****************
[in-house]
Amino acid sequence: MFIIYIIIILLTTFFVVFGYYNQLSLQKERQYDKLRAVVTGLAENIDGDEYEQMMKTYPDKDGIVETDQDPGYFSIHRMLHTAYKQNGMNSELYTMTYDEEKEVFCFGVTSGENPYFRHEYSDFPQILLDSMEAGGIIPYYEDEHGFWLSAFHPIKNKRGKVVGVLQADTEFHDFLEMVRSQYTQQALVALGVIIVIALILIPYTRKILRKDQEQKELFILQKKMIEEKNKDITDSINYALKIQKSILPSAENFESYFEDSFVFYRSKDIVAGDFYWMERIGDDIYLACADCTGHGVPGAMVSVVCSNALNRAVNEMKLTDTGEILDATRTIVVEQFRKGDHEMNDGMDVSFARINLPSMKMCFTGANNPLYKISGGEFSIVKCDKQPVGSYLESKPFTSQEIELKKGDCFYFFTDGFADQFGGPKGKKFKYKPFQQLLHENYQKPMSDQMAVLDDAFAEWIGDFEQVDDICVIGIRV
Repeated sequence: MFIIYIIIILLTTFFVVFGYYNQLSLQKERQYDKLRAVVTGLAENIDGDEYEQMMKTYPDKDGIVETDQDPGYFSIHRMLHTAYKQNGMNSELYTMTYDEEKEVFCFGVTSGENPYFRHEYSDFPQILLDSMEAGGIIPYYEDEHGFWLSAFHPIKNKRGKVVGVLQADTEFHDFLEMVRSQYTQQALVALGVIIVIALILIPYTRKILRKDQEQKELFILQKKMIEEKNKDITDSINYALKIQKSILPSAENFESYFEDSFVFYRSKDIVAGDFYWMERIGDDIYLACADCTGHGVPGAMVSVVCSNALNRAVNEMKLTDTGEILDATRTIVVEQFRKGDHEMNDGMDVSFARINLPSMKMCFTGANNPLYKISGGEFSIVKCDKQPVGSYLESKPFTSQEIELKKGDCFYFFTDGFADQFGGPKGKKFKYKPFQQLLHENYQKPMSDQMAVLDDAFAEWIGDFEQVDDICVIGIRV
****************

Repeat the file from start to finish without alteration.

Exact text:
[in-house]
Amino acid sequence: MFIIYIIIILLTTFFVVFGYYNQLSLQKERQYDKLRAVVTGLAENIDGDEYEQMMKTYPDKDGIVETDQDPGYFSIHRMLHTAYKQNGMNSELYTMTYDEEKEVFCFGVTSGENPYFRHEYSDFPQILLDSMEAGGIIPYYEDEHGFWLSAFHPIKNKRGKVVGVLQADTEFHDFLEMVRSQYTQQALVALGVIIVIALILIPYTRKILRKDQEQKELFILQKKMIEEKNKDITDSINYALKIQKSILPSAENFESYFEDSFVFYRSKDIVAGDFYWMERIGDDIYLACADCTGHGVPGAMVSVVCSNALNRAVNEMKLTDTGEILDATRTIVVEQFRKGDHEMNDGMDVSFARINLPSMKMCFTGANNPLYKISGGEFSIVKCDKQPVGSYLESKPFTSQEIELKKGDCFYFFTDGFADQFGGPKGKKFKYKPFQQLLHENYQKPMSDQMAVLDDAFAEWIGDFEQVDDICVIGIRV
Repeated sequence: MFIIYIIIILLTTFFVVFGYYNQLSLQKERQYDKLRAVVTGLAENIDGDEYEQMMKTYPDKDGIVETDQDPGYFSIHRMLHTAYKQNGMNSELYTMTYDEEKEVFCFGVTSGENPYFRHEYSDFPQILLDSMEAGGIIPYYEDEHGFWLSAFHPIKNKRGKVVGVLQADTEFHDFLEMVRSQYTQQALVALGVIIVIALILIPYTRKILRKDQEQKELFILQKKMIEEKNKDITDSINYALKIQKSILPSAENFESYFEDSFVFYRSKDIVAGDFYWMERIGDDIYLACADCTGHGVPGAMVSVVCSNALNRAVNEMKLTDTGEILDATRTIVVEQFRKGDHEMNDGMDVSFARINLPSMKMCFTGANNPLYKISGGEFSIVKCDKQPVGSYLESKPFTSQEIELKKGDCFYFFTDGFADQFGGPKGKKFKYKPFQQLLHENYQKPMSDQMAVLDDAFAEWIGDFEQVDDICVIGIRV